Even though I participated on online Christian forums nearly every day in 2004, it was in 2005 that I made it my duty to spread the Gospel to as many people as possible (including my new friend). Although I was able to find considerable amount of fellowship with online people, I still felt lonelier than ever before. I came off as a bigot and an arrogant know-it-all whenever I debated non-believers and people of other religions. This was my ignorance. After going through another long phase of depression and ceaseless praying for healing, forgiveness of sins, renewal/cleansing of the mind, I kept the faith more privately. When the summer came around, my moodiness, confusion and frequent anxiety over right and wrong finally ended my friendship with the non-believer. I chose God over him (the unequally-yoked message), which was the final mistake (and biggest regret) I was going to make. I'm glad he never succumbed to the brainwash like I did and I apologize for all the forceful proselytizing that I did. By the end of 2005, under the 'supervision' of Christian contacts, I felt like a slave with many forced obligations to fulfill in the name of Jesus. Whenever I did so, I was labeled as a legalist. I was tired of being told how to do things when there really was no proper way to discern many of the passages in the Bible. As frustration built, so did my thirst for analysis. I studied the Bible (and contributing sources) more thoroughly and what I discovered made me sick to my stomach.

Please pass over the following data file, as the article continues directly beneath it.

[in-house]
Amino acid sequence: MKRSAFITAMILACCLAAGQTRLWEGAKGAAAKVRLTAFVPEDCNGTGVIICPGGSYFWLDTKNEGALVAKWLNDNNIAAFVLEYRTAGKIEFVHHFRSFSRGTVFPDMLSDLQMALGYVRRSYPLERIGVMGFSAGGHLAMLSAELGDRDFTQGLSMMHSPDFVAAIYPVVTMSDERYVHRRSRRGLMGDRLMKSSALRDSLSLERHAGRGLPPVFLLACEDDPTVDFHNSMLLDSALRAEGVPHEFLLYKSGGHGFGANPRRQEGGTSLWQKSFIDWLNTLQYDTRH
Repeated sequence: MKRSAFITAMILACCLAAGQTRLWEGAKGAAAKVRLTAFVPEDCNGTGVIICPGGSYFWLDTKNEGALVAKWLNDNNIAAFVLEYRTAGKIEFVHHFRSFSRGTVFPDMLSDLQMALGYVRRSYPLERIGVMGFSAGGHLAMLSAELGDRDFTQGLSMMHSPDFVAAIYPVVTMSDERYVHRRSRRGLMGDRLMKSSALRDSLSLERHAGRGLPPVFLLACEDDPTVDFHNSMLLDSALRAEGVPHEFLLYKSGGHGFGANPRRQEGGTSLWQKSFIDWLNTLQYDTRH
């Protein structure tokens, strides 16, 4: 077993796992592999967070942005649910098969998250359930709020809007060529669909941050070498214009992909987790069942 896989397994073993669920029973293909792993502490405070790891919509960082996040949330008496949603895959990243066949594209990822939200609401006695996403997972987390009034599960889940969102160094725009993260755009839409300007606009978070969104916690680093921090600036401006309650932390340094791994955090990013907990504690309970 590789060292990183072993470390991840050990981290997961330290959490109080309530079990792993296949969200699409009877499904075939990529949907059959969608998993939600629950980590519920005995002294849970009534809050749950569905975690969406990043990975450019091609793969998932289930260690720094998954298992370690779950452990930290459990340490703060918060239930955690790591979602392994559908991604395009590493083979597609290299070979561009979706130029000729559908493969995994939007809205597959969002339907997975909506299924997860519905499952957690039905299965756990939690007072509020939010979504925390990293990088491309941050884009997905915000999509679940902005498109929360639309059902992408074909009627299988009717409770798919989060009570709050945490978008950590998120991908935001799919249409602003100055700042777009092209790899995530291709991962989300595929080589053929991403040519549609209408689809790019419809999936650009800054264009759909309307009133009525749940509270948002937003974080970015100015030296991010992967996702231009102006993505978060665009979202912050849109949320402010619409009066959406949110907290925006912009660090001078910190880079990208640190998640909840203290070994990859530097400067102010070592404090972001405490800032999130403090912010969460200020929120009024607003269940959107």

The God of the Bible wasn't the God that was praised so heavily by Christians. The God of the Bible was a very selfish, obnoxious, uncaring, unloving, hateful and sinister entity of evil that craved constant attention. Because of one man's sin, he condemned everyone to Hell for eternity (unless they commenced obedience and repentance). He could've prevented that from the beginning, but instead, he gave people his distorted version of choices or lack thereof. He blames people for his own mistakes. Not only that, everything he spoke against was something he himself also practiced (ex. murder, favouritism, perversion, hate). He encouraged genocide in which women and children were killed as depicted in the book of Judges. I used to think and justify these actions as righteously moral, because God was not one to question. That was when I was brainwashed with lies in believing that God was caring and loving. Jesus also preached nonsense about loving him above others or anything else. Being punished for loving close relatives, family members and loved ones more than a person that no one in the present lifetime has ever met is beyond asinine. A dictator of a God that ignores and allows rape, pedophilia, murder, corruption, famine and diseases to run rampant is definitely trash. It's because of my lack of fellowship that I was able to grasp the absurdity of the Bible. It was because I was able to think on my own terms while under no Christian influence whatsoever that I was able to uncover the truth behind this immoral book of hypocritical, inconsistent, incoherent and fallible ramblings.